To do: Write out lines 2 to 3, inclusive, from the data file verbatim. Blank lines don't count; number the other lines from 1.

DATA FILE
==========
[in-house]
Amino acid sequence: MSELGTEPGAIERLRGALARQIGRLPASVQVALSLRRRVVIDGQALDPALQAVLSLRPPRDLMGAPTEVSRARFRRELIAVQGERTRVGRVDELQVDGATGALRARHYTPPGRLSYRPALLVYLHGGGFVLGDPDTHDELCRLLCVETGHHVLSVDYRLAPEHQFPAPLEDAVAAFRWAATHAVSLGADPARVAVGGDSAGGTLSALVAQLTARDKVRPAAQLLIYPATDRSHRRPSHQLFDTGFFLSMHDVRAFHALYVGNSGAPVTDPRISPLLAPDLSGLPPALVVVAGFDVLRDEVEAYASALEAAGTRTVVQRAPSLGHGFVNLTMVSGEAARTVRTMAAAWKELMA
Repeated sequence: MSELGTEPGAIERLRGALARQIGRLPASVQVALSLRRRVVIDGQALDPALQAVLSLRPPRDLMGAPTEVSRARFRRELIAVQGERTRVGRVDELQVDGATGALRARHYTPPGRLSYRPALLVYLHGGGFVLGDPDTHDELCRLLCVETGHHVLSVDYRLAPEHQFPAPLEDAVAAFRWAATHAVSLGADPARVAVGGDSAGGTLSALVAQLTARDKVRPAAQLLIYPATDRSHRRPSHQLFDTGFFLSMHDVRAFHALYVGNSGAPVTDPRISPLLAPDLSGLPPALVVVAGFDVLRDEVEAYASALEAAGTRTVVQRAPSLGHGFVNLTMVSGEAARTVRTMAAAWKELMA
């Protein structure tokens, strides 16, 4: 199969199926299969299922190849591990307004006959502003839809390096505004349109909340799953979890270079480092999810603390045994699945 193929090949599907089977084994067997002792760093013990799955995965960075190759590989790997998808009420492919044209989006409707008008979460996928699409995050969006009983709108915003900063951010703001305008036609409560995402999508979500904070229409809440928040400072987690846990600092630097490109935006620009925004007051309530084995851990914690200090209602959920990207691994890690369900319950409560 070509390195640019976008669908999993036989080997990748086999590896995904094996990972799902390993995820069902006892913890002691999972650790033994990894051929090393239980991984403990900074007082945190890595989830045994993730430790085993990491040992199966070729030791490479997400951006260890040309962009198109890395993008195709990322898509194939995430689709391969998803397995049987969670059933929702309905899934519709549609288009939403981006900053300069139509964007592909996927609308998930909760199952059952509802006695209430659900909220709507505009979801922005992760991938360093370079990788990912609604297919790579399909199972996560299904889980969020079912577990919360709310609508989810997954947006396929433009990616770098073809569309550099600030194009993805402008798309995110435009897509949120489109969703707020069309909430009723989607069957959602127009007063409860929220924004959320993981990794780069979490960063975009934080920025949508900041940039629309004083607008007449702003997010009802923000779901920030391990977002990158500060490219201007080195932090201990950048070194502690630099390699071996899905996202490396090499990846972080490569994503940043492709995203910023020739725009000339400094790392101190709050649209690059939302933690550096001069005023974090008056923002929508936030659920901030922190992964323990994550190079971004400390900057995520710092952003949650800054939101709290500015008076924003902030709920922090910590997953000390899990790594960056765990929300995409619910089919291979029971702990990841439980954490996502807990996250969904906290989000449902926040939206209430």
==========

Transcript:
Amino acid sequence: MSELGTEPGAIERLRGALARQIGRLPASVQVALSLRRRVVIDGQALDPALQAVLSLRPPRDLMGAPTEVSRARFRRELIAVQGERTRVGRVDELQVDGATGALRARHYTPPGRLSYRPALLVYLHGGGFVLGDPDTHDELCRLLCVETGHHVLSVDYRLAPEHQFPAPLEDAVAAFRWAATHAVSLGADPARVAVGGDSAGGTLSALVAQLTARDKVRPAAQLLIYPATDRSHRRPSHQLFDTGFFLSMHDVRAFHALYVGNSGAPVTDPRISPLLAPDLSGLPPALVVVAGFDVLRDEVEAYASALEAAGTRTVVQRAPSLGHGFVNLTMVSGEAARTVRTMAAAWKELMA
Repeated sequence: MSELGTEPGAIERLRGALARQIGRLPASVQVALSLRRRVVIDGQALDPALQAVLSLRPPRDLMGAPTEVSRARFRRELIAVQGERTRVGRVDELQVDGATGALRARHYTPPGRLSYRPALLVYLHGGGFVLGDPDTHDELCRLLCVETGHHVLSVDYRLAPEHQFPAPLEDAVAAFRWAATHAVSLGADPARVAVGGDSAGGTLSALVAQLTARDKVRPAAQLLIYPATDRSHRRPSHQLFDTGFFLSMHDVRAFHALYVGNSGAPVTDPRISPLLAPDLSGLPPALVVVAGFDVLRDEVEAYASALEAAGTRTVVQRAPSLGHGFVNLTMVSGEAARTVRTMAAAWKELMA